Legal Question in Credit and Debt Law in Pennsylvania

I live in PA, I am married, my husband and I just bought our first home last year, we just bought 2 cars that has both our names on the title and we still owe 4 years on the loan. I don't have a bank account-I use my husbands. I owe 192,000 in student loans. I pay 65 to AES each month and 240 for federal loans serviced by Sallie mae. My private loans are at $1,500 a month which I can't afford so I stopped paying. Pa law does not allow wage garnishment and our deed to the house states that we own the house as tenants in the entirety. It is a 30 year mortgage. What legally can happen to me? Will I be sued and how will Sallie Mae try to get money from me? Should I try bankruptcy or just do nothing. Of course I want to pay it but I don't think "good faith payments" exist anymore and won't help me any? Sallie Mae so far has been unwilling to work with me on a payment that I can afford.

Asked on 7/31/13, 11:01 am

1 Answer from Attorneys

Yes, PA does not allow wage garnishment but student loans are not ordinary debts. If they are public (through the US DoE) then they can garnish your wages without even going through a lawsuit. They can garnish up to 10% to 15% of your pay. Private student loans are also subject to garnishment.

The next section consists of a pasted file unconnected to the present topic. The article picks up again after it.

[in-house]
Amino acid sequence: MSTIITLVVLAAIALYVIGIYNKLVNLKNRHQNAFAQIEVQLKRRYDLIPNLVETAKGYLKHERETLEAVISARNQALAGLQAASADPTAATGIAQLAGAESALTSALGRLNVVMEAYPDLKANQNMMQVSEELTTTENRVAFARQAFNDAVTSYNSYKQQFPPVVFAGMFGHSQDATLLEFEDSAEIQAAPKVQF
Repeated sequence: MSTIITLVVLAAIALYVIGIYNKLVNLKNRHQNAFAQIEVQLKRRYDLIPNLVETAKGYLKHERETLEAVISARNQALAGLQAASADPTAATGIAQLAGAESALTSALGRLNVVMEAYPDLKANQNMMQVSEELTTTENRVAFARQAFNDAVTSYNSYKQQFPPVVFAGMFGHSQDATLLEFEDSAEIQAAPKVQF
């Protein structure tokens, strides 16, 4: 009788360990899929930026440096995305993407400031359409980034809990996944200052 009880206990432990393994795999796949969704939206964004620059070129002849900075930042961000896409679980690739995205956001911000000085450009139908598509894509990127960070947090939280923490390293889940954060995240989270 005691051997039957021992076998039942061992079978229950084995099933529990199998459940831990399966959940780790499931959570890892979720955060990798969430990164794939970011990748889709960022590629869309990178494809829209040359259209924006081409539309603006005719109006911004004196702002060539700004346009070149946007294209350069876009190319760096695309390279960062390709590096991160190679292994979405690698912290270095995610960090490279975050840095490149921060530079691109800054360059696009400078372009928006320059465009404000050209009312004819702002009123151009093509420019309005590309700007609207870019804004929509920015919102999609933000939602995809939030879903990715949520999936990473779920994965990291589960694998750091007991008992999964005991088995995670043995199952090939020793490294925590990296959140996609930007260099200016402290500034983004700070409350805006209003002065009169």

42 Pa.C.S.A. 8127 Personal earnings exempt from process

(a) General rule and exceptions.--The wages, salaries and commissions of individuals shall while in the hands of the employer be exempt from any attachment, execution or other process except upon an action or proceeding:

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(4) Under the act of August 7, 1963 (P.L. 549, No. 290), [FN2] referred to as the Pennsylvania Higher Education Assistance Agency Act.

If you have this much student loan debt you need to see a bankruptcy attorney. While student loan debts generally are not dischargeable, there is a hardship exception. Some or all of your student loans may qualify.

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Answered on 7/31/13, 10:07 pm

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